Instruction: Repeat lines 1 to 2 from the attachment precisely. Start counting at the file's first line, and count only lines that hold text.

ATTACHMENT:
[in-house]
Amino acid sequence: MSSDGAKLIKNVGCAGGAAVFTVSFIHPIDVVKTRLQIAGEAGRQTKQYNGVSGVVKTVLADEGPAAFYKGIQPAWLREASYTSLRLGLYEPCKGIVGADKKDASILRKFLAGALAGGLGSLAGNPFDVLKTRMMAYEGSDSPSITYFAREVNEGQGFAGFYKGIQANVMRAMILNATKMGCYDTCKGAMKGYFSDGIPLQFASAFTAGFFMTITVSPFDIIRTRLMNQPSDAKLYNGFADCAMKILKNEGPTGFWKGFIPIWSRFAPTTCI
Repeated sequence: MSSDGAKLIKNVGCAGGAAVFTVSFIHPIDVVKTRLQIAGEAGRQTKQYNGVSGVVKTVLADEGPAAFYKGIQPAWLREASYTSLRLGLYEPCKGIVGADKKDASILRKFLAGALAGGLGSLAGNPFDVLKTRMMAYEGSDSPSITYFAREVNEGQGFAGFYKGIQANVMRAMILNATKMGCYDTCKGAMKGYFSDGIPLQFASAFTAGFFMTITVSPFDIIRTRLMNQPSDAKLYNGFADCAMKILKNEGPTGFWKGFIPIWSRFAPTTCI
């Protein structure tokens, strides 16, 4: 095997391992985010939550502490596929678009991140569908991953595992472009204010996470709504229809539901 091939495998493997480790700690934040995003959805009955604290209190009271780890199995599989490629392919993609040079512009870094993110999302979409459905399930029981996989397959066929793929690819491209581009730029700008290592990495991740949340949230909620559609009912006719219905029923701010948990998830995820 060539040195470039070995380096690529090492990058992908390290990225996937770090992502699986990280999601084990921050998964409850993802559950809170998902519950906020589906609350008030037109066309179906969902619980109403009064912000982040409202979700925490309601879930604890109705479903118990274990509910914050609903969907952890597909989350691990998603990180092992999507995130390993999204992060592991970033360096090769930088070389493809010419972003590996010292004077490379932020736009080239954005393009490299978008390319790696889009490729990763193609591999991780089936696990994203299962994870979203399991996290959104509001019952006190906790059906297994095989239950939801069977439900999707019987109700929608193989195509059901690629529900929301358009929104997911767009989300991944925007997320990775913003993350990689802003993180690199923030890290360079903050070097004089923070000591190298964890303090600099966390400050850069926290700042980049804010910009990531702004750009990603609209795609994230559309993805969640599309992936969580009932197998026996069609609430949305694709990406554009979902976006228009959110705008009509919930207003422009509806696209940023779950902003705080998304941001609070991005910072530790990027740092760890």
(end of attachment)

[in-house]
Amino acid sequence: MSSDGAKLIKNVGCAGGAAVFTVSFIHPIDVVKTRLQIAGEAGRQTKQYNGVSGVVKTVLADEGPAAFYKGIQPAWLREASYTSLRLGLYEPCKGIVGADKKDASILRKFLAGALAGGLGSLAGNPFDVLKTRMMAYEGSDSPSITYFAREVNEGQGFAGFYKGIQANVMRAMILNATKMGCYDTCKGAMKGYFSDGIPLQFASAFTAGFFMTITVSPFDIIRTRLMNQPSDAKLYNGFADCAMKILKNEGPTGFWKGFIPIWSRFAPTTCI